They and bands like Blue Cheer and Black Sabbath were a grounding principal--rock and roll is beautiful because it's energetic, awkward, and stupid, but profoundly so. There are "concept albums" I admire and still like, if not listen to, but I won't name them here. I am pleased, though, that the idea of the Album being a literary object has been dropped in a deep grave and had dirt thrown over it's remains. What we can thank the late McClaren for is reminding us that rock and roll is a loser's game, the noise of the empty stomach made worse by broken promises where ever a good person woke up with full knowledge of the truth of their lives under the campaign banners and cheers for a loving God. Since I'm making a cursory mention of Chuck Berry in connection with the Sex Pistols, it's worth mentioning here that Greil Marcus, the grayest and gravest presence on the pop/rock/culture-vulturing punditry hierarchy, has a nice stretch of descriptive prose in his mystical history of rock and roll and rebellion Lipstick Traces about the Sex Pistols rehearsing Berry's "Johnny B. Goode." It seems they never get it right for all the angry and frustrated attempts the Pistols have at the song, but Marcus does a bit of his magic and describes the energy in the room as he imagined it, making the increasing verve, the theoretical channeling of frustration and spite into inspiration and useful energy seem believable. This is a Marcus specialty, creating more mythology from details culled from far fetched sources. That's why I continue to read the man.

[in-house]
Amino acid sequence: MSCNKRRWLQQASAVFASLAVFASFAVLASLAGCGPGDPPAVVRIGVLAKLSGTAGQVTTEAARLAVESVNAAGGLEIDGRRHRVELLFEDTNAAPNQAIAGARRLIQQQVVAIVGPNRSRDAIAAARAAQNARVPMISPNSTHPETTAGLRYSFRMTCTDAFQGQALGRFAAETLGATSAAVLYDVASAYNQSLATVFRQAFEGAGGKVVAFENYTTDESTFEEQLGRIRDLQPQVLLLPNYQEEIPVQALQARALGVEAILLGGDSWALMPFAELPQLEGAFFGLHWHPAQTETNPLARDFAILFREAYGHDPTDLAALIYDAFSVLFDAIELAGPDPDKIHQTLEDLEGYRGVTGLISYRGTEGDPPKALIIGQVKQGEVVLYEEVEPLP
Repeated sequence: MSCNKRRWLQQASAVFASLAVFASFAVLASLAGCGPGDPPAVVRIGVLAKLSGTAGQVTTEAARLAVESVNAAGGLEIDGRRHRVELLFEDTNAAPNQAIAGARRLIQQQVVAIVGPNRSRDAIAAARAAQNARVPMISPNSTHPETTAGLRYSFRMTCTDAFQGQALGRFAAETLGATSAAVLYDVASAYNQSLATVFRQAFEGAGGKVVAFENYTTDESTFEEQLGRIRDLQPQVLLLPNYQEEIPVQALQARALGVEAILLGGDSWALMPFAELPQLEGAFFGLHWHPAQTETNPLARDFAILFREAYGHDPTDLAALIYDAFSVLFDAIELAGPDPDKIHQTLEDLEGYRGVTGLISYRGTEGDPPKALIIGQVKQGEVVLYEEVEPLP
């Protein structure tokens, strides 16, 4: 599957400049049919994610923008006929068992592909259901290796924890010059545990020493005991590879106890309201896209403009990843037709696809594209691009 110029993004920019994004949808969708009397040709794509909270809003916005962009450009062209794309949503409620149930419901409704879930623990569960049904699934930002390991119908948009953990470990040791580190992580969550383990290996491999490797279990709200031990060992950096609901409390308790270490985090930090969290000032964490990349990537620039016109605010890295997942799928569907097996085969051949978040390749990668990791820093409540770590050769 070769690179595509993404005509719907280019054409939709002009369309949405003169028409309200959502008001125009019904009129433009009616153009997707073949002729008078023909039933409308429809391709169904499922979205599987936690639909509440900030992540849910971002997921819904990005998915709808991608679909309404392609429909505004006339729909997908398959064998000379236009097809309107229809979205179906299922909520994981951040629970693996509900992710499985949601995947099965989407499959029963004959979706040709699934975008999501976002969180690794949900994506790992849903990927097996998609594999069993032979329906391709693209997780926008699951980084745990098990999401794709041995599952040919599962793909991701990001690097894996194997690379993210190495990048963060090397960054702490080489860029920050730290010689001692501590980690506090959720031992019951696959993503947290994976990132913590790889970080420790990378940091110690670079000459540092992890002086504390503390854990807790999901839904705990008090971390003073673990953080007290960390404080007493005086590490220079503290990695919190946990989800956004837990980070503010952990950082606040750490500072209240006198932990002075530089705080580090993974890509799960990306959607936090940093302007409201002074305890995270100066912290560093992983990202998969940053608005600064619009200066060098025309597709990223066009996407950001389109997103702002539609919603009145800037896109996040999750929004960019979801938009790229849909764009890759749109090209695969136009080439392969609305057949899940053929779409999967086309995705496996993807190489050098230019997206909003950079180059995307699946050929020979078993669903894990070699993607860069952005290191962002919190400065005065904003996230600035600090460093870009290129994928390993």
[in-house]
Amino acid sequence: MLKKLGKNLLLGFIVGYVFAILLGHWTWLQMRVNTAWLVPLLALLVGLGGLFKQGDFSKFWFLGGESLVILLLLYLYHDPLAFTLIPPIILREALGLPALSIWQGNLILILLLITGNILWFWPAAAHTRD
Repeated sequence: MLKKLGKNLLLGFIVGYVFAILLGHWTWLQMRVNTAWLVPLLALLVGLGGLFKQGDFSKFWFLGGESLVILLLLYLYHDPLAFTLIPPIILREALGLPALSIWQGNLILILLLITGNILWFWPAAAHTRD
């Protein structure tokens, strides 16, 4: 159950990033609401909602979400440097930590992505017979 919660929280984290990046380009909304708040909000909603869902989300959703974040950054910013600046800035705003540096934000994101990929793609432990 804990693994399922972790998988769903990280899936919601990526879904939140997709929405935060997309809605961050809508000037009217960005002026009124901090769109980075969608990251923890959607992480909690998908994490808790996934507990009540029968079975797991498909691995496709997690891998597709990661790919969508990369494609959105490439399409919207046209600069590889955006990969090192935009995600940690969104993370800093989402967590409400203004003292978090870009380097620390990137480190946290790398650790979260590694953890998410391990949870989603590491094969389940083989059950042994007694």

Friday, April 23, 2021
Over all, the whole phenomena of ELP was a fever that took too long to run its course, but for all their mechanical onanism, they did at times amuse me or impress me to an extent. Tarkus, their 1971 studio album, was such an extreme example of unplayable , undanceable, unlistenable, jig-sawing time signatures that I wound up respecting it as something wherein we have a band that accomplished exactly what they set out to do, produce a loud, grinding, smoke and spark belching bit of unlovable Avant Gard music. I would assert that if a college music department had their resident experimental music ensemble take up this album as a proposed project in search of some grant money, it would come pouring it.
That is say that it's very unloveability fits right in with much more contemporary noise makers at the edges of listenability. Also, these fellows had the the chutzpah to take Copeland's sacrosanct "Hoe Down" and turn it into a keyboard dominated speed metal blitz. I loved that.